By Emily Pawlowski | A&E Editor
In the library galleria, a unique project is on display for all to see.
The Drawing II and Poetry Writing classes presented their second annual collaboration, with poems inspired by art and art inspired by poetry.
Associate Professor of English Dan Bowman said that the collaboration was one of the best he has seen.
"The work was very strong - both the visual art pieces and poems - and I felt that the students truly responded to one another, which resulted in some great efforts," Bowman said.
Bowman has collaborated with Assistant Professor of Art Laura Stevenson for several semesters now.
They first worked together when Stevenson began working at Taylor. She reached out to Bowman with the idea of collaboration, and they have continued from there.
"It's great to see how sometimes doing a collaborative activity like this encourages students to creatively work with new imagery and ideas that they might not typically explore on their own," Stevenson said. "Also, it's really fun to see Taylor students creating responses to other Taylor students' work and ideas."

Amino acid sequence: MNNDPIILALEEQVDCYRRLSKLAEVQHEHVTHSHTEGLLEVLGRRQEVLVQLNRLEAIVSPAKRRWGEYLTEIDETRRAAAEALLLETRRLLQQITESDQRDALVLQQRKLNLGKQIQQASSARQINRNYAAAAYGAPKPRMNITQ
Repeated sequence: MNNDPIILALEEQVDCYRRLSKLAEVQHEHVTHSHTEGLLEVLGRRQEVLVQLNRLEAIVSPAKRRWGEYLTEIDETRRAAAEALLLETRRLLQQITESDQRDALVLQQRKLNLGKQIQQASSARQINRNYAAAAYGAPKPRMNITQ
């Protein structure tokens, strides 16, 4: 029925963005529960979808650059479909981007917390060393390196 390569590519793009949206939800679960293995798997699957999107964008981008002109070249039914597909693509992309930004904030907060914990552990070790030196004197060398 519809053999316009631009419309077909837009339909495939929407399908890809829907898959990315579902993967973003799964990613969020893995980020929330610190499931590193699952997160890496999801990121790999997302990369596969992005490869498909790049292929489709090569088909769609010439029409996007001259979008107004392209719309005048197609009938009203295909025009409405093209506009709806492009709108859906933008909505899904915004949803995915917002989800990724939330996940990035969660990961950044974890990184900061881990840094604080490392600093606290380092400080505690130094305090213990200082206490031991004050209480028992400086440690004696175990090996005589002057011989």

The goal for both artists and poets was to create something that could stand as an independent work, while still representing the original piece's theme.
For students, this served as not just a practice in studying others, but as a chance to how others view their own work.
"I enjoyed this project because it was a nice way to learn how other creatives interpreted your work," freshman Sam Dayton said.
Dayton was a part of the drawing class and created three pieces that were on display. Two were his own ideas, and one inspired by the poem "Gramms" by Mica Evans.
Sophomore Mercy Heiser, another drawing student, found the collaboration with the poetry class to be inspiring.
"This project was really enjoyable for me because the poets' work was so visually rich," Heiser said. "I hardly had read 2 lines into it before I knew what I wanted to draw."
Heiser had four pieces, two of which were inspired by poetry. She was challenged by the difficulties of preserving the original meaning of the work while still finding a way to communicate it visually.
This was Heiser's second time working on a collaborative project in Stevenson's class. She expressed excitement at the idea of future chances to work with the writing classes.
Bowman also sees a continuing tradition for projects such as these.
"The work gained notice from different people around campus, stopping people and inviting them to reflect," Bowman said. "So I'd love to continue this tradition. It seems good for everyone."